War of the Rebellion: Serial 087 Page 0191 Chapter LIV. THE RICHMOND CAMPAIGN.

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It may be proper to mention more in detail the operations of the Fifth and Ninth Corps, more especially the Fifth, which was peculiar, occupying a point most essential to the enemy, which they could not give up without detriment to their line of supply. It being also far out on the flank it was improper and impossible (for military considerations) to advance much property to any convenient point until it was determined that the Fifth could hold the ground against all odds. The area was so limited and exposed to fire that the medical director (Surg. J. J. Milhau, U. S. Army) had necessarily a management that resembled that of the cavalry. On the 18th the Ninth Corps had not arrived our supported the Fifth. The enemy at one time swung in on the right of the Fifth, turned a part of the line, capturing prisoners, whom they carried off on their return to their own lines. At the earliest moment proper the Fifth Corps field hospital was advanced to the Williams house from the vicinity of army headquarters. In the absence of the corps director's report, I have recourse to a memoir of the operations of that period prepared and submitted to me by Asst. Surg. George M. McGill, U. S. Army, acting inspector, Army of the Potomac.

The Fifth Corps reached the Weldon railroad at 11 a.m. August 18 (four hours before the rain of that day). The enemy attacked at noon. The hospital train had arrived, primary rendezvous were formed with the material at hand, patients being placed under tent flies. Orders were sent to proper officers with the main trains to re-establish field division hospitals on the Prince George Court-House road. A train of wounded was sent back from the Fifth at 11 p.m. Operators were sent back to the division hospitals in the rear, as it was found impossible to render without inconvenience, injury, and unwarrantable risk to the wounded, all the necessary attention and comfort they required. The rain made the locality a swamp; shelter was insufficient, the rendezvous hospitals were on a flat swept by the missiles of the enemy. The available ambulances were used for the train at 11 p.m. 400 were sent in and 100 wounded remained. The casualties were chiefly in the Second Division, but the surgeons of the other divisions at the Prince George Court-House hospital, where they were concentrated, assisted those of the Second. It rained all night. Two ambulances were next morning abandoned in the deep mud. The low ground being barely passable for horses, a new and shorter road via the Aiken house, Jerusalem plank road by Williams' house, was made on morning of 19th. This second ambulance route became soon as bad as that by Temple's, and proved a severe trial of ambulance discipline and perseverance.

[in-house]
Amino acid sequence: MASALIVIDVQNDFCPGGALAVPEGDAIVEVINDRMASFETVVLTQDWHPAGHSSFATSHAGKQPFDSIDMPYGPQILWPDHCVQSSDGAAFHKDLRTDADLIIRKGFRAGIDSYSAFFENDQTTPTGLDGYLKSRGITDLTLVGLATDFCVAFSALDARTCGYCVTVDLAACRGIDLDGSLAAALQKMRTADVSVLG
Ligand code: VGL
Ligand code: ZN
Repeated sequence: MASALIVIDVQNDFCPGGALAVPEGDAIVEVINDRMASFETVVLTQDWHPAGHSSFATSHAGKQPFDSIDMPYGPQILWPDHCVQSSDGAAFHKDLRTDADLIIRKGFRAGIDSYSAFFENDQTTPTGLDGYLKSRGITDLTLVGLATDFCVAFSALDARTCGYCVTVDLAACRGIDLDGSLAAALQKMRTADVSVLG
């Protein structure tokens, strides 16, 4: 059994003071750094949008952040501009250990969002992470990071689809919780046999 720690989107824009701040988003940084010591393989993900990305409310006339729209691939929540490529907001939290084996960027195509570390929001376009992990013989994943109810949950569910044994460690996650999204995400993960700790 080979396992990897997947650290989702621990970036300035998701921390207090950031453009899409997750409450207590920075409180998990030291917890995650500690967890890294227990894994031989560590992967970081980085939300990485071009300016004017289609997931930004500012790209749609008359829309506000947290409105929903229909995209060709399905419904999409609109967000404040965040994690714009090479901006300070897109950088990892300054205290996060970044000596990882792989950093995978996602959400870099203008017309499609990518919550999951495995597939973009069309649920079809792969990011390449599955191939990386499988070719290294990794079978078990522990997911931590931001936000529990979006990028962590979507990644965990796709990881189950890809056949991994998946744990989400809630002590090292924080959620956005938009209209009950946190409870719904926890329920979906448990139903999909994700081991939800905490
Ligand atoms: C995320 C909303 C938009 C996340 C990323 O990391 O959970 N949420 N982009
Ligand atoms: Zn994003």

On the 19th I ordered the Sixth Corps ambulances (then assisting to clear the Ninth Corps hospitals) to report to Inspector Winne, of the Fifth, to remove the wounded to City Point, where they were sent, having received all proper attention on that and the succeeding day. The ambulance service from the front was very severe, pioneer parties preceded the trains, but the labor became such that to avoid utter exhaustion of men and animals, it became necessary to advance on the division hospitals (then seven miles in rear), four miles toward the front, to a site near Finn's (Williams' house to the south), which was accepting an attendant risk, until a line of works or troops connected the old main line with that being gained at the Weldon railroad. The transfer of hospital and patients from Prince George Court-House locality, both ways (patients to City Point and the hospitals to the new site) was made as ordered. On the afternoon of the 19th the enemy assaulted again, the Second and Fourth Divisions losing heavily,and it was night before the enemy was repelled, increasing the difficulty of collecting the wounded, the darkness being extreme, and heavy showers of rain continuing to fall. A train leaving at 9 p.m. was all night on the road. Five hours were consumed in getting an ambulance train on the 20th from the Weldon position to the Williams house. On that morning, however, all the wounded were lodged in the hospitals and the field ren-